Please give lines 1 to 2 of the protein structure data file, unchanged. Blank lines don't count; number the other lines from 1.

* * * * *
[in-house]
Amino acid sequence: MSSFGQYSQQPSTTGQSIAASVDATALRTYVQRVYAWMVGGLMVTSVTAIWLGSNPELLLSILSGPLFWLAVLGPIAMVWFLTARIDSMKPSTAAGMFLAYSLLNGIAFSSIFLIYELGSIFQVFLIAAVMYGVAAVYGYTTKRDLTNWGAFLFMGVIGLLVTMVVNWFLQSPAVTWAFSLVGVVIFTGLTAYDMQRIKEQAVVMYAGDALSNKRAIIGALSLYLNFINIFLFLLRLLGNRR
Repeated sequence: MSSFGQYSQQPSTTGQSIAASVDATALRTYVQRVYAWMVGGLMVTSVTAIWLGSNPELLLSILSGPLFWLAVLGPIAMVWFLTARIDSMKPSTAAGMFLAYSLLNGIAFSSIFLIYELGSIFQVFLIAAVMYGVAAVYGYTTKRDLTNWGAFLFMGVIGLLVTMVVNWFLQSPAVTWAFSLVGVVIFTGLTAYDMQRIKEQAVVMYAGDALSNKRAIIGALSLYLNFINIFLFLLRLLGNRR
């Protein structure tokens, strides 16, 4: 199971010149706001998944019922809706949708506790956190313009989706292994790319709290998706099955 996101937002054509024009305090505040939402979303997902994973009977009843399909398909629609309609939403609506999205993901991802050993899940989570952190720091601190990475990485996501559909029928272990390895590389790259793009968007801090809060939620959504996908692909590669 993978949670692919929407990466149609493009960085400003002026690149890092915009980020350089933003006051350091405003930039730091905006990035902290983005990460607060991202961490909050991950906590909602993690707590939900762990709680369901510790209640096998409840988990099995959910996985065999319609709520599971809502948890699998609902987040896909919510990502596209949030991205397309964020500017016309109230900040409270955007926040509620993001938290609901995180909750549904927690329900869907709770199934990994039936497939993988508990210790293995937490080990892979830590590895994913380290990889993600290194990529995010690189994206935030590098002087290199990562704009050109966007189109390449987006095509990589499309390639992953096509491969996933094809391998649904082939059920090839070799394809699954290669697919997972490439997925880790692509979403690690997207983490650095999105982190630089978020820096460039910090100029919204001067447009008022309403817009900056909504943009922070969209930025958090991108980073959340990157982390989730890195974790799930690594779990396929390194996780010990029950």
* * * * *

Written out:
[in-house]
Amino acid sequence: MSSFGQYSQQPSTTGQSIAASVDATALRTYVQRVYAWMVGGLMVTSVTAIWLGSNPELLLSILSGPLFWLAVLGPIAMVWFLTARIDSMKPSTAAGMFLAYSLLNGIAFSSIFLIYELGSIFQVFLIAAVMYGVAAVYGYTTKRDLTNWGAFLFMGVIGLLVTMVVNWFLQSPAVTWAFSLVGVVIFTGLTAYDMQRIKEQAVVMYAGDALSNKRAIIGALSLYLNFINIFLFLLRLLGNRR